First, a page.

Back on topic, I think that (especially in Scotland), more should be made of David Hume as one of the most important philosophers of the Enlightenment. I am in no way an expert, but the little that I have heard and read makes me think that we should have better knowledge of his work and thinkings. For example this extract in Wikipedia:
The design argument
One of the oldest and most popular arguments for the existence of God is the design argument – that all the order and 'purpose' in the world bespeaks a divine origin. A modern manifestation of this belief is creationism. Hume gave the classic criticism of the design argument in Dialogues concerning Natural Religion and An Enquiry concerning Human Understanding. Here are some of his points:
For the design argument to be feasible, it must be true that order and purpose are observed only when they result from design. But order is observed regularly, resulting from presumably mindless processes like snowflake or crystal generation. Design accounts for only a tiny part of our experience with order and "purpose".
Furthermore, the design argument is based on an incomplete analogy: because of our experience with objects, we can recognise human-designed ones, comparing for example a pile of stones and a brick wall. But in order to point to a designed Universe, we would need to have an experience of a range of different universes. As we only experience one, the analogy cannot be applied. We must ask therefore if it is right to why we ought to compare the world to a machine — as in Paley's watchmaker argument — when perhaps it would be better described as a giant inert animal.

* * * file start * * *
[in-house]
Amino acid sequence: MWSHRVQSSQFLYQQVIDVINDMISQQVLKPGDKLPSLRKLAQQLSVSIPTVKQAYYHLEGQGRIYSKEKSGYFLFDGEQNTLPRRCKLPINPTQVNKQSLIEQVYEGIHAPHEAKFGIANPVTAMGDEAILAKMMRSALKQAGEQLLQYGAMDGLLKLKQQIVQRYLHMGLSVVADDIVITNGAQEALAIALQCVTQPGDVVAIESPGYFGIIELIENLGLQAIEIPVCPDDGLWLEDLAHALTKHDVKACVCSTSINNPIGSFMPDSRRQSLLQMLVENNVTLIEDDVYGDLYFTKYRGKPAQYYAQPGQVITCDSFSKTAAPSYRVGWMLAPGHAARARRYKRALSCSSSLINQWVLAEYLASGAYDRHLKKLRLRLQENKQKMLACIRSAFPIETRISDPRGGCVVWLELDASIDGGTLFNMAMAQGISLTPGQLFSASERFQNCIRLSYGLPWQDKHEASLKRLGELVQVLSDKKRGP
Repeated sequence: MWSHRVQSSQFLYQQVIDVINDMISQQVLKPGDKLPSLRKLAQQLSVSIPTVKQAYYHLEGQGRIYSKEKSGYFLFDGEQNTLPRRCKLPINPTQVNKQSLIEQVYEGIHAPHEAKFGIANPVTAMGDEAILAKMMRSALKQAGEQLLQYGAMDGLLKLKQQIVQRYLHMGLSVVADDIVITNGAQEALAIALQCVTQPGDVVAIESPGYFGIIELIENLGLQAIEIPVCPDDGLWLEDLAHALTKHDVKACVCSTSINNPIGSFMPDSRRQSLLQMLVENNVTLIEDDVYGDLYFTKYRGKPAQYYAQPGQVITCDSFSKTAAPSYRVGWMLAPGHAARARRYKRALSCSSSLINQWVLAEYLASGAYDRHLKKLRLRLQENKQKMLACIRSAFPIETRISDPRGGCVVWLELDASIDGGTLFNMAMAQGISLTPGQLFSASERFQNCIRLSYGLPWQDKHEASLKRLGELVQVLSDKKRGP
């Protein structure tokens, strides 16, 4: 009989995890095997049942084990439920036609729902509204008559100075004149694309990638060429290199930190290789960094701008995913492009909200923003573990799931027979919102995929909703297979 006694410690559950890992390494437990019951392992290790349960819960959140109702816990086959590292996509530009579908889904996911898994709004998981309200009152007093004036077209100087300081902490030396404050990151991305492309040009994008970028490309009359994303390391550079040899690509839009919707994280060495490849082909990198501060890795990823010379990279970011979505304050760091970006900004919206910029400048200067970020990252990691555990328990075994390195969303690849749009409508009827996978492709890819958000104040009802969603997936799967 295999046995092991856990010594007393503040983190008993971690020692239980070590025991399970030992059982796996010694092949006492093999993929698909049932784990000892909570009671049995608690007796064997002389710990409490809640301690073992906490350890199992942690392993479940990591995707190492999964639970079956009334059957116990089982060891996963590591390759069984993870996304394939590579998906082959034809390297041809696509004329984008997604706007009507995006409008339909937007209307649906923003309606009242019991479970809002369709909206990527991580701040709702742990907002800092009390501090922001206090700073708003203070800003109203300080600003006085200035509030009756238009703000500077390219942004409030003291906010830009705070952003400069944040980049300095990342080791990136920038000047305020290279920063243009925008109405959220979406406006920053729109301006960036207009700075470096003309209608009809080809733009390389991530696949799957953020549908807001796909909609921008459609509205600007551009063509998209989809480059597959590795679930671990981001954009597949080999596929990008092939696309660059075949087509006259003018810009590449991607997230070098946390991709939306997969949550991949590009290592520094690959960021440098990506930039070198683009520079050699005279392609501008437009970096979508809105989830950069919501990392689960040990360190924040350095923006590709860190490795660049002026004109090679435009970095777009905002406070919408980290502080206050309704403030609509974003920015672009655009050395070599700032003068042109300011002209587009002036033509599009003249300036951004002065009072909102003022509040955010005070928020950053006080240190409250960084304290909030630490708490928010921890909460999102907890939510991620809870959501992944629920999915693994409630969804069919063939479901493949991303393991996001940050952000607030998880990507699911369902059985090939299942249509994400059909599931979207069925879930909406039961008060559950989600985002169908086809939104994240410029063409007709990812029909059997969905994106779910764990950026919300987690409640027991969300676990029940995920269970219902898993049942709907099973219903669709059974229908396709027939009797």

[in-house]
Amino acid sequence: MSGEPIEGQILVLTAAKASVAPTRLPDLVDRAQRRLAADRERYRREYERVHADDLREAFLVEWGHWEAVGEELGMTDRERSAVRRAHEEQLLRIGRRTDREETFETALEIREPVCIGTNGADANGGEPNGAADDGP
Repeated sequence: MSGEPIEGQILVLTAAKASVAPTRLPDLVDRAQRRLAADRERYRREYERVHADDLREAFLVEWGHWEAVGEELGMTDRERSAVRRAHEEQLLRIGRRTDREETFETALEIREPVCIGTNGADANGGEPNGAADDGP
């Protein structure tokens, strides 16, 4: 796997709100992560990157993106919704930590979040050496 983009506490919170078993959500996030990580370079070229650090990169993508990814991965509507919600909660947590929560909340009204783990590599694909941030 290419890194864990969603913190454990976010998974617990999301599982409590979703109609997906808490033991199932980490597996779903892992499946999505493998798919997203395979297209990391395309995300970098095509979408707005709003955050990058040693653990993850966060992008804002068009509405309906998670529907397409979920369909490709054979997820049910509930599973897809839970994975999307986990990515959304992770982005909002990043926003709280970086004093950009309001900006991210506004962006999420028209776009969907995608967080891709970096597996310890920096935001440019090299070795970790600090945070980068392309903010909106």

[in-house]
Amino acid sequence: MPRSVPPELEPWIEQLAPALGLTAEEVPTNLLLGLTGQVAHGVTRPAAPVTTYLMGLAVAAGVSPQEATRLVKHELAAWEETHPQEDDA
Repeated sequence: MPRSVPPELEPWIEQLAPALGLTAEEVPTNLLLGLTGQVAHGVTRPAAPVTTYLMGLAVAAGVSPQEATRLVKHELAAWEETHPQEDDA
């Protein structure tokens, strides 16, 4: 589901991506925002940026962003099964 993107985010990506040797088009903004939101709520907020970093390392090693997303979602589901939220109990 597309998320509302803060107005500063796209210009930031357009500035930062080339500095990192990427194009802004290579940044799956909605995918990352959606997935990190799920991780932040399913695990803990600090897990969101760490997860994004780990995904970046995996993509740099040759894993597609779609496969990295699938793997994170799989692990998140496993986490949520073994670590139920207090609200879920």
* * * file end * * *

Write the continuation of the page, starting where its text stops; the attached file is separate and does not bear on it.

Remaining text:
Even if the design argument is completely successful, it could not (in and of itself) establish a robust theism; one could easily reach the conclusion that the universe's configuration is the result of some morally ambiguous, possibly unintelligent agent or agents whose method bears only a remote similarity to human design. In this way it could be asked if the designer was God, or further still, who designed the designer?
If a well-ordered natural world requires a special designer, then God's mind (being so well-ordered) also requires a special designer. And then this designer would likewise need a designer, and so on ad infinitum. We could respond by resting content with an inexplicably self-ordered divine mind but then why not rest content with an inexplicably self-ordered natural world?
Often, what appears to be purpose, where it looks like object X has feature F in order to secure some outcome O, is better explained by a filtering process: that is, object X wouldn't be around did it not possess feature F, and outcome O is only interesting to us as a human projection of goals onto nature. This mechanical explanation of teleology anticipated natural selection. (see also Anthropic principle)
The design argument does not explain pain, suffering, and natural disasters.
Now - where have I read this kind of thing recently Mr Dawkins?